Now, husband and wife undoubtedly have great affection for each other, yet it is amusing to see that each still cherishes a special regard for “Number One”:
When all was ready, she set the alien fare before Wan and took her place beside the chair to serve his hand.

“Eat,” she exhorted, “and may the Compassionate Ones protect you.”

“I lean against their sympathetic understanding,” responded Wan devoutly as he looked beneath the cover. “Nevertheless,” he added graciously, “on so momentous an occasion priority shall be yours.”

“By no means,” replied Lan-yen hastily, at the same time pressing him back into the seat he would vacate. “Not until you have slaked your noble appetite shall my second-rate lips partake.”

“It is proverbial that from a hungry tiger and an affectionate woman there is no escape,” murmured Wan, and taking up a portion of the food he swallowed it.”

The book abounds in imaginative and witty tales having to do with, among other things, the discovery of tea and the evolution of a simple protection racket into the insurance industry (“The Story of Tong So, the Averter of Calamities”). The novel possesses the advantage of being the kind of work that you can read straight through, or dip into as the mood strikes you. Bramah published a half dozen books in this series, and I am looking forward to searching them all out eventually.

Democrat Health Care for Dummies


(Clickabiggen)

No, it’s not the original plumbing schematic for the Chrysler Building, or a chart showing Governor Sanford’s movements over the last six months; it’s a diagram of the health care plan designed by our lunatic Congress.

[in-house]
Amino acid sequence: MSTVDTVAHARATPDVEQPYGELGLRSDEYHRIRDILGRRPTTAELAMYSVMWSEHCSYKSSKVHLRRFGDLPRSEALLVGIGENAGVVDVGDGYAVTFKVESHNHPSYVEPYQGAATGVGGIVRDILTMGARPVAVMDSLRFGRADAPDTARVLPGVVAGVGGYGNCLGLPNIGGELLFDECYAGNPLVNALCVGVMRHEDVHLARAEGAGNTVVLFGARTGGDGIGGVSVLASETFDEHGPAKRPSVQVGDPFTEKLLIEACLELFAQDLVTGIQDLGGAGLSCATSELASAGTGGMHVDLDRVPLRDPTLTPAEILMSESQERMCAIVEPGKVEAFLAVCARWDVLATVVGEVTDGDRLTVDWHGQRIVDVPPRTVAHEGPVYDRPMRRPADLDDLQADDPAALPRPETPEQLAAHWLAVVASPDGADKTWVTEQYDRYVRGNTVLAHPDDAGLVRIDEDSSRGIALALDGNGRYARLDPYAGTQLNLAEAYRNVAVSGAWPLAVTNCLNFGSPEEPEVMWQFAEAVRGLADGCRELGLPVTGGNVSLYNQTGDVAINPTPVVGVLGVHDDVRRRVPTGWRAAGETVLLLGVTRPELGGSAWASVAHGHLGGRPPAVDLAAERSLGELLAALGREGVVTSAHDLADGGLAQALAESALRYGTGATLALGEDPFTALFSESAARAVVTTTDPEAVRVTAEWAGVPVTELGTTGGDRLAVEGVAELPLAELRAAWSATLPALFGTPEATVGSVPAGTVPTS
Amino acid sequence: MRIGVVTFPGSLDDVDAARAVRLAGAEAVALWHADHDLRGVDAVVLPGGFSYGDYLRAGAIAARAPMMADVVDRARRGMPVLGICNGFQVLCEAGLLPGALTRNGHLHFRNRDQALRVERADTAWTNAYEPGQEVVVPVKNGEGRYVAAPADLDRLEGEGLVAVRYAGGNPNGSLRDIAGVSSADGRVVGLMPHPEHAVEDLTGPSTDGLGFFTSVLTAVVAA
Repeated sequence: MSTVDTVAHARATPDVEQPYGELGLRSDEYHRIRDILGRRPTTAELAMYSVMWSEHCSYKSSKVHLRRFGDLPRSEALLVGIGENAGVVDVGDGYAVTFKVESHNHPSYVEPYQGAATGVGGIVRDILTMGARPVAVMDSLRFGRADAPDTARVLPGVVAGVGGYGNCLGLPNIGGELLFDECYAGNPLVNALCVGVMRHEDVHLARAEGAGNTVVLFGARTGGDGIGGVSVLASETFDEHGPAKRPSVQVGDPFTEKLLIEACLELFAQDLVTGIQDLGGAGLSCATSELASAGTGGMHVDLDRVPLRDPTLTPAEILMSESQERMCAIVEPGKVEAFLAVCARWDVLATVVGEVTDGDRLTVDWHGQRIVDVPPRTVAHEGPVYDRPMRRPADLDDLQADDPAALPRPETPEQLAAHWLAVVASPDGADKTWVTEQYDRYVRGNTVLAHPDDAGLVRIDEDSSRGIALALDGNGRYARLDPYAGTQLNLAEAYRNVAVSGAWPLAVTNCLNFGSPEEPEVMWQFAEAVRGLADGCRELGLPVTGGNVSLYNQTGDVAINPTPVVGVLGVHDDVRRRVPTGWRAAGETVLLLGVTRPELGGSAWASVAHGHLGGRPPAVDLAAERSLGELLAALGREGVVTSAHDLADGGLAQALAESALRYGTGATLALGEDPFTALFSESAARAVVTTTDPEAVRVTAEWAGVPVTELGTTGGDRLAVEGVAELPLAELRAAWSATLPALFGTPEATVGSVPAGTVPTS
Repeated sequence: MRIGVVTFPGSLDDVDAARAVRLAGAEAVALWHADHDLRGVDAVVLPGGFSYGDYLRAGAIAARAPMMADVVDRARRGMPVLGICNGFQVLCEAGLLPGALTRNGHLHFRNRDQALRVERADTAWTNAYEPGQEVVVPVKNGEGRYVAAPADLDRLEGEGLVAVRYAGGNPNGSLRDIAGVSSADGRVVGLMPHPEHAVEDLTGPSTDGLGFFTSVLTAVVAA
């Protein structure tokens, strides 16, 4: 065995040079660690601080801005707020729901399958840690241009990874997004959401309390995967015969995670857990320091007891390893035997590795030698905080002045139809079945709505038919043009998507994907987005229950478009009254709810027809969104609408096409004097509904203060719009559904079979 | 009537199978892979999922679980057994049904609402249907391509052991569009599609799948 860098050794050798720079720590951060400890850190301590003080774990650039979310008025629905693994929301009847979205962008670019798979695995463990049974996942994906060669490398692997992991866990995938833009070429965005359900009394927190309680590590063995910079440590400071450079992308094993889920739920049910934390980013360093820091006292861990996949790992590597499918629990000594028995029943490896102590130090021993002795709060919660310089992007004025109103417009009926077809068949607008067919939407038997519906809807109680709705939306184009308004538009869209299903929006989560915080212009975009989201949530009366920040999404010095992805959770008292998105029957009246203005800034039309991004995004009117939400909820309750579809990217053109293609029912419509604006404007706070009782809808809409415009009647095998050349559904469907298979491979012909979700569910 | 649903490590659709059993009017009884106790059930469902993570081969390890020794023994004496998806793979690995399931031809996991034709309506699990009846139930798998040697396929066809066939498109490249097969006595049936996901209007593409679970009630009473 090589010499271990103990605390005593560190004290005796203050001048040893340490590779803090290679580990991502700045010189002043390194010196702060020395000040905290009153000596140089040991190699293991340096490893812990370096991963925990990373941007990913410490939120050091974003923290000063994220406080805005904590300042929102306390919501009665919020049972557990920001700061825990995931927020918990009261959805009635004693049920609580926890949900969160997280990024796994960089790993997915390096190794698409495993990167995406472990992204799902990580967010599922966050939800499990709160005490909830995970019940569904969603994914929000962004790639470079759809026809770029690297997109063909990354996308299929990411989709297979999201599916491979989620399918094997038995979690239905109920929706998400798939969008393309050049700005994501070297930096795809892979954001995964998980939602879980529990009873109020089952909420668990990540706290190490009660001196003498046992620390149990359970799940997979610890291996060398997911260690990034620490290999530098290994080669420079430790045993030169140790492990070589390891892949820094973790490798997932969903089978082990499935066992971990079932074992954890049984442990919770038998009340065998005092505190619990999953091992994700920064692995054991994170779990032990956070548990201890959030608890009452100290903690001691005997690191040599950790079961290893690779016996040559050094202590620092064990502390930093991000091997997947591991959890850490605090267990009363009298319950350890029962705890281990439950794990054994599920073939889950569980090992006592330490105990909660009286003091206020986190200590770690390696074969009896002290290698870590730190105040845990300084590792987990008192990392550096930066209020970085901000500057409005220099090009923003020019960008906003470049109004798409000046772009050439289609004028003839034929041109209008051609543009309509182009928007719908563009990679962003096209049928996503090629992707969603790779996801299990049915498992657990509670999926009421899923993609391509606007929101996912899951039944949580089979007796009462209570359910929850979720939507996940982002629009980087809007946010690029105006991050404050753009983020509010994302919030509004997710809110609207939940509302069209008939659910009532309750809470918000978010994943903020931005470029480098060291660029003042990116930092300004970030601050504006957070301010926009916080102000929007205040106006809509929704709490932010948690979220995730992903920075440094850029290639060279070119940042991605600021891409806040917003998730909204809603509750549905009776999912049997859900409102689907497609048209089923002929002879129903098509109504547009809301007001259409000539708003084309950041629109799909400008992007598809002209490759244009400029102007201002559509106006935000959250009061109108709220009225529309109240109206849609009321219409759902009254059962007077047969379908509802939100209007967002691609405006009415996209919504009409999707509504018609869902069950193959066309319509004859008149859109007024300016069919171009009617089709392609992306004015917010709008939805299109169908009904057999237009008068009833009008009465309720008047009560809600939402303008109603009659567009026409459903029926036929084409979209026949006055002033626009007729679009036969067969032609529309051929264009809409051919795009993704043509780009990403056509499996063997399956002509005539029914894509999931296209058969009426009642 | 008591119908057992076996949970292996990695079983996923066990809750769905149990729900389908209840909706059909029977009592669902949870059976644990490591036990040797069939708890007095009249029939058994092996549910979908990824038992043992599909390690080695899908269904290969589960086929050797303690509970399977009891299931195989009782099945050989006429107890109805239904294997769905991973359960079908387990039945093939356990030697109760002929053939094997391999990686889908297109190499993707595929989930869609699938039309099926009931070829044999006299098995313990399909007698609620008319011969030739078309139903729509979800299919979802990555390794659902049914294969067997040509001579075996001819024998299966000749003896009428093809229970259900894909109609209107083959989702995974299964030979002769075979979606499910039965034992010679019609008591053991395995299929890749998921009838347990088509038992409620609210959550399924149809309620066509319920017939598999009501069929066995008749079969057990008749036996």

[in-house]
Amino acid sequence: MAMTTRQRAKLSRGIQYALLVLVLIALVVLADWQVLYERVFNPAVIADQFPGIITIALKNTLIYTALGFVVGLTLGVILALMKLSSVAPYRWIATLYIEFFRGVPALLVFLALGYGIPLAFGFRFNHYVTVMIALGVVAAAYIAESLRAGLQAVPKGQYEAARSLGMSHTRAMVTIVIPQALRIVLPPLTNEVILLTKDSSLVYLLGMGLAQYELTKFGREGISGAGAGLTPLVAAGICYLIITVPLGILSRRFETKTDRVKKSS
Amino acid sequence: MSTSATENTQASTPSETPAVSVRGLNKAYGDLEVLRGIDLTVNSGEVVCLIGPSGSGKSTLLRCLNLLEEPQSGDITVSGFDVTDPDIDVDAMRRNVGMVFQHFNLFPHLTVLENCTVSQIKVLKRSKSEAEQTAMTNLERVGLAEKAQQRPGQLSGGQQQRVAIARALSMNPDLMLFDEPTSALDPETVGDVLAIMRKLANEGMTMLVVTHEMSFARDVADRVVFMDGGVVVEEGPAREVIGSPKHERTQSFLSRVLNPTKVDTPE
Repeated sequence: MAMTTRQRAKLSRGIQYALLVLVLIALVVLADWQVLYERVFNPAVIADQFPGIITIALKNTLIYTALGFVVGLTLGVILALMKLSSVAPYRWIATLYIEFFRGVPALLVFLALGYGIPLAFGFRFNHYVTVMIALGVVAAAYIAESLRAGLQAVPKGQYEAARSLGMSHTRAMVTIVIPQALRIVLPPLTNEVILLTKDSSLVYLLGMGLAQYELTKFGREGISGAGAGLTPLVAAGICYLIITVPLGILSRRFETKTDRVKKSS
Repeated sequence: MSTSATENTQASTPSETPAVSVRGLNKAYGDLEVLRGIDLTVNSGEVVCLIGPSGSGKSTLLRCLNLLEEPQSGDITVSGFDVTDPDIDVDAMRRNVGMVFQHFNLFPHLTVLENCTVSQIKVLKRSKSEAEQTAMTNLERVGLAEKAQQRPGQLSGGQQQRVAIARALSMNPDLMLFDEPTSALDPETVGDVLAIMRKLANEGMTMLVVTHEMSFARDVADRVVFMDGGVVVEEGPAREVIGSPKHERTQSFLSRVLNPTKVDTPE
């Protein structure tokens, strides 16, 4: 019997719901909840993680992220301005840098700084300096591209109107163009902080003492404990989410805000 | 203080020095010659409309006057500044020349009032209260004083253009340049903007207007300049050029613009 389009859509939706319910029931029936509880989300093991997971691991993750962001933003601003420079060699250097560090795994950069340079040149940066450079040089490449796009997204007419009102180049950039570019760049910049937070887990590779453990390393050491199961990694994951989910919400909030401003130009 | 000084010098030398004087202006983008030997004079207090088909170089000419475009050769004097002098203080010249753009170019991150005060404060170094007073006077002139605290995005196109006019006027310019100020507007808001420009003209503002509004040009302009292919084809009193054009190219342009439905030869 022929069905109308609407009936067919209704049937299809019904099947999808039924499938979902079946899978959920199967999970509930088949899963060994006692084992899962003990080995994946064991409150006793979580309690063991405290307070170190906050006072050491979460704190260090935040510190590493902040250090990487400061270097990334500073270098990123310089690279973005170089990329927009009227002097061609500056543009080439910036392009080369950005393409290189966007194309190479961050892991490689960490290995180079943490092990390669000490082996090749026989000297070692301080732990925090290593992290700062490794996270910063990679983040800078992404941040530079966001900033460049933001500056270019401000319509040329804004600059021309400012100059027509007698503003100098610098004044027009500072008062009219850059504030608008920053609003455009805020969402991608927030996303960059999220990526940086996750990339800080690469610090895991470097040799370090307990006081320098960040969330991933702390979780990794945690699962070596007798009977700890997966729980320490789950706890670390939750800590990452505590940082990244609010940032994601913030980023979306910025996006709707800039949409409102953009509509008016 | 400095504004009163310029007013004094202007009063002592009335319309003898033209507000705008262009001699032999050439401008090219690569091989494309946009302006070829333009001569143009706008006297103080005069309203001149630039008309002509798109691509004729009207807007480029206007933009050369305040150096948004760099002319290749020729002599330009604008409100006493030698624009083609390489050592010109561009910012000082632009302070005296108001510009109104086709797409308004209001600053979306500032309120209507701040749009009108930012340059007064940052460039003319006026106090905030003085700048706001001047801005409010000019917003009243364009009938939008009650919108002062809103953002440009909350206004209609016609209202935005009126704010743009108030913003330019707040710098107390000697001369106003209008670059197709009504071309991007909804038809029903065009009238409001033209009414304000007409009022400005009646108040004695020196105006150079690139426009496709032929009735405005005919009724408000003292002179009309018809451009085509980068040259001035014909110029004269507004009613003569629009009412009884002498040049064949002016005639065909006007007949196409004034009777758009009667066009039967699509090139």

Note all the government choke points. The idea that life and death decisions will be made by faceless (and probably indifferent) bureaucrats gives me a chill. Maybe I’d better get that checked out (Oh, wait. I can’t. The Commissioner of the Health Choices Administration won’t let me).

Update: Track-A-Crat has a visually terrifying (yet somehow strangely hilarious) example of European-style health care gone wrong. As always, the devil is in the details.

The Natural

In view of the President’s controversial pitch at the All-Star game last night, I thought it might be interesting to return to the Field of Dreams and see what some of the old-timers had to say.

Ted Williams: “Well, if we’d had more pitchers like that when I was around, I’d never have hit .400; on the other hand, I probably would have tripled my total for walks.”

Lefty Gomez: “He knows this is a baseball game, right? Not an egg toss?”

Bobo Newsome: “Hell, Monty Stratton pitched better than that after he had his leg amputated.”

Casey Stengel: “So, I still see that nobody here knows how to play this game.”

Green Scams

This exclusive in the Washington Times is just a tiny example of the self-dealing and corruption inherent in that murky place where politics, junk science and business overlap.
Rep. Ed Perlmutter of Colorado [Democrat, in case you were wondering – Paco] inserted a provision into the recently passed House climate change bill that would drum up business for "green" banks, such as the one he has invested in and his family and a political donor helped found in San Francisco.